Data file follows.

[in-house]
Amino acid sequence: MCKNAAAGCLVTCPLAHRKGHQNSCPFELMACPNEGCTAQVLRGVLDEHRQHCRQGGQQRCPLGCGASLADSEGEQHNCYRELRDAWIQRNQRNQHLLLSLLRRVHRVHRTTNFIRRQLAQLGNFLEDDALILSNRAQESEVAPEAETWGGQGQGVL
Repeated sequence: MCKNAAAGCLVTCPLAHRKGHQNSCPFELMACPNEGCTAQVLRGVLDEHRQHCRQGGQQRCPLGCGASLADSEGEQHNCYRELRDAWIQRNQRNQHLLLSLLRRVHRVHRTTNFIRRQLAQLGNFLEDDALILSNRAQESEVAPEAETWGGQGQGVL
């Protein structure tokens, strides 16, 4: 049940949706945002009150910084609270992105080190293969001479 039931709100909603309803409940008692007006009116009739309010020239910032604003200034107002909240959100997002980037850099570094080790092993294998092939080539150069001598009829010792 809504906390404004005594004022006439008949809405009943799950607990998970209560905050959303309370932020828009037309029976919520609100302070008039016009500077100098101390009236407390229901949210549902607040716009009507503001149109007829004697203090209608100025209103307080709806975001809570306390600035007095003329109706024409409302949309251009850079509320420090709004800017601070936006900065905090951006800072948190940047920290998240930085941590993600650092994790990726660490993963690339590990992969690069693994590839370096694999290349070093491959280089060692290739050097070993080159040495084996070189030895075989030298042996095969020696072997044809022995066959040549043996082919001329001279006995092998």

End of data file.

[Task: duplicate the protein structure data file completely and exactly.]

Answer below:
[in-house]
Amino acid sequence: MCKNAAAGCLVTCPLAHRKGHQNSCPFELMACPNEGCTAQVLRGVLDEHRQHCRQGGQQRCPLGCGASLADSEGEQHNCYRELRDAWIQRNQRNQHLLLSLLRRVHRVHRTTNFIRRQLAQLGNFLEDDALILSNRAQESEVAPEAETWGGQGQGVL
Repeated sequence: MCKNAAAGCLVTCPLAHRKGHQNSCPFELMACPNEGCTAQVLRGVLDEHRQHCRQGGQQRCPLGCGASLADSEGEQHNCYRELRDAWIQRNQRNQHLLLSLLRRVHRVHRTTNFIRRQLAQLGNFLEDDALILSNRAQESEVAPEAETWGGQGQGVL
């Protein structure tokens, strides 16, 4: 049940949706945002009150910084609270992105080190293969001479 039931709100909603309803409940008692007006009116009739309010020239910032604003200034107002909240959100997002980037850099570094080790092993294998092939080539150069001598009829010792 809504906390404004005594004022006439008949809405009943799950607990998970209560905050959303309370932020828009037309029976919520609100302070008039016009500077100098101390009236407390229901949210549902607040716009009507503001149109007829004697203090209608100025209103307080709806975001809570306390600035007095003329109706024409409302949309251009850079509320420090709004800017601070936006900065905090951006800072948190940047920290998240930085941590993600650092994790990726660490993963690339590990992969690069693994590839370096694999290349070093491959280089060692290739050097070993080159040495084996070189030895075989030298042996095969020696072997044809022995066959040549043996082919001329001279006995092998």